A recent question in the Certified Scrum Professionals LinkedIn Group, described a common scenario that people have when dealing with distributed Scrum Teams.
“ScrumMaster and Scrum coach are onshore (the client) while vendor teams are offshore. Is the client fooling itself?”
The short answer to this question is, “Yes – the client is fooling itself.” In my experience, and from the experience of my customers who work with a ScrumMaster in a distributed team, the idea the ScrumMaster can be distributed from the place that does the work is wishful thinking at best. At worst, it points to belief that a ScrumMaster is merely a project manager with a new title and is present in Scrum to provide oversight and management of the Team. The role of the ScrumMaster is to support the Team in their self-organization, amplify each Team member’s contribution and support the end-to-end flow of value. It is not a job you can phone in across a bridge line.
Even if you believe that a ScrumMaster has the responsibility to remove obstacles and impediments for the Team (which I do not), then an easy thought experiment can show why this distributed model will not work. If the ScrumMaster is not in the same location of the Team, how can he or she even be aware of the obstacles and impediments the Team are experiencing? ScrumMasters must be present with the Team to help the Team identify and encourage the Team to take responsibility for resolving the impediments as they occur. A ScrumMaster located in Michigan is completely useless for a Scrum Team in Shanghai since they have no clue on what is really happening each day with Team.
However, let us assume for the sake of this thought experiment that the ScrumMaster is somehow magically aware all the challenges a Team is facing, then my concern rests on just exactly how will this person remove the impediments. If we have our ScrumMaster in Portland, how do they remove impediments for a Team in Bangalore? What is their entry point to the offshore organization? How would a ScrumMaster in the US move along any sort of delay along apart from strongly worded emails or frequent voicemail messages? Even if the Bangalore team was captive, i.e. they are employees of the same company as the ScrumMaster, how does a US ScrumMaster plug-in to the policies and procedures of the Bangalore organization? How would they navigate the bureaucracy?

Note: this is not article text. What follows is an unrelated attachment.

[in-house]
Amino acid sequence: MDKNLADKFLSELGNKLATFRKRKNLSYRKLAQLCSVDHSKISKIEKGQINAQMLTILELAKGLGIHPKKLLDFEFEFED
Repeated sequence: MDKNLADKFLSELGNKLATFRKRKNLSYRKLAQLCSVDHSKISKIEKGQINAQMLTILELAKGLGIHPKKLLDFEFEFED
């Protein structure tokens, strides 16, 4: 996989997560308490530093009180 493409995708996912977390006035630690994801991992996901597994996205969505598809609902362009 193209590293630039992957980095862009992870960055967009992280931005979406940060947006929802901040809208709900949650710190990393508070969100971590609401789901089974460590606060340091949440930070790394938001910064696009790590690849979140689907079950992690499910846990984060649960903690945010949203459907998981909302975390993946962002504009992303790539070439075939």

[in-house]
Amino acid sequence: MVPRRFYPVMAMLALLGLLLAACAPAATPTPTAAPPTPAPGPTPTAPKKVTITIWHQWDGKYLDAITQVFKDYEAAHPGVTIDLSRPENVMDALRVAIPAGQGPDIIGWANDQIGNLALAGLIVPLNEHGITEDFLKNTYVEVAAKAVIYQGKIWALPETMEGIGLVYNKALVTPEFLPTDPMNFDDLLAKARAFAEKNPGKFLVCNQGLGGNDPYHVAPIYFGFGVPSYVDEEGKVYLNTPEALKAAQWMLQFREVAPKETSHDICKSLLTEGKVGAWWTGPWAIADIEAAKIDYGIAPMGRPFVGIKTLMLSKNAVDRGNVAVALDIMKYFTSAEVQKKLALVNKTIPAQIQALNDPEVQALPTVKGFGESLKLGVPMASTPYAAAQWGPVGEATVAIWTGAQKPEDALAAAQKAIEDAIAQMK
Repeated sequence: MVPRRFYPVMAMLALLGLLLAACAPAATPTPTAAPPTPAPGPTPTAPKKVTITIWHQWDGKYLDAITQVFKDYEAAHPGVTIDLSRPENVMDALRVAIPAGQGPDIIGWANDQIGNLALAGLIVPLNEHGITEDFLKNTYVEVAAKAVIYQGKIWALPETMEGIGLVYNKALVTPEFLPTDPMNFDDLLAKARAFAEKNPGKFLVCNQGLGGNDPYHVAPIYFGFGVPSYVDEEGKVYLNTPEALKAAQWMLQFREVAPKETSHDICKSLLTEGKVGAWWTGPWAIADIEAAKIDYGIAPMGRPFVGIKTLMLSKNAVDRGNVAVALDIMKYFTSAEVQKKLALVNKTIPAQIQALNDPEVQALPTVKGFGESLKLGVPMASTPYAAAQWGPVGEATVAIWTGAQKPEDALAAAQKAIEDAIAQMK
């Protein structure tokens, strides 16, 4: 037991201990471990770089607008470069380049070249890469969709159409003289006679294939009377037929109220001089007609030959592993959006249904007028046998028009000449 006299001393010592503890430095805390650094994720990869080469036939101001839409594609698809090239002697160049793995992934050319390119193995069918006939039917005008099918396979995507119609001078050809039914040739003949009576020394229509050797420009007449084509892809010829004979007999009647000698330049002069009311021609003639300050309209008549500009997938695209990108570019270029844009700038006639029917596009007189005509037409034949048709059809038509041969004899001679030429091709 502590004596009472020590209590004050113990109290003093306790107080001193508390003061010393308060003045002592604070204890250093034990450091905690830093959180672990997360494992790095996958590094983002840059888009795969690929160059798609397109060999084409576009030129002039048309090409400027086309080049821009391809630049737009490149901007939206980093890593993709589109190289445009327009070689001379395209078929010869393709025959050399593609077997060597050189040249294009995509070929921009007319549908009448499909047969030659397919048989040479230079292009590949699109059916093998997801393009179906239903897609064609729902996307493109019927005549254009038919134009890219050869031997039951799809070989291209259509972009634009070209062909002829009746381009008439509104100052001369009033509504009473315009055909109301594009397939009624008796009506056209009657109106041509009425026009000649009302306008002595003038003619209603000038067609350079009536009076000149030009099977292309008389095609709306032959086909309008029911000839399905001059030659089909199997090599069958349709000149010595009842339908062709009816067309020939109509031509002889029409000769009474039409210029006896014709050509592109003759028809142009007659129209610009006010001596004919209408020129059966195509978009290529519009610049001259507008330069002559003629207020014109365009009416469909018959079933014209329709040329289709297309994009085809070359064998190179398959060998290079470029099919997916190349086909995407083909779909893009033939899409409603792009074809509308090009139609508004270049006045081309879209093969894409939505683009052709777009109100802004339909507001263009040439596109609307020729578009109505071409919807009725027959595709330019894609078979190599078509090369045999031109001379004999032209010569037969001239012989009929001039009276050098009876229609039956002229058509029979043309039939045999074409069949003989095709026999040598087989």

IMO, the world of Lean has already solved this problem. Lean practitioners learned a long time ago that an organization is only as Lean as their suppliers. If you want to achieve fast end-to-end delivery using Lean Thinking, at some point you will need to teach your suppliers about Lean Thinking. I believe we can borrow a page from the Lean Thinking on how to address the challenges of distributed Scrum – train your offshore employees on Scrum and support the establishment of local ScrumMasters. Provide coaching for them on how to do Scrum well. If your company believes Scrum is a good investment for your onshore people, why does the business shy away from making a similar investment with your own employees?
I can understand why a business might not choose to invest in offshore vendors. The thinking might be that one is just looking for the cheapest vendor, so why spend money on something that is unnecessary? However, Scrum has an emphasis on collaboration and if you are not willing invest in building up the capability of a key vendor who is responsible for the delivery of critical part of your product, then Scrum is the wrong model for this relationship. Just focus on good project management, managing and tracking project risks and drive the delivery of these offshore teams according to your plan. You are better off with that model than trying to make Scrum fit in a bad business relationship.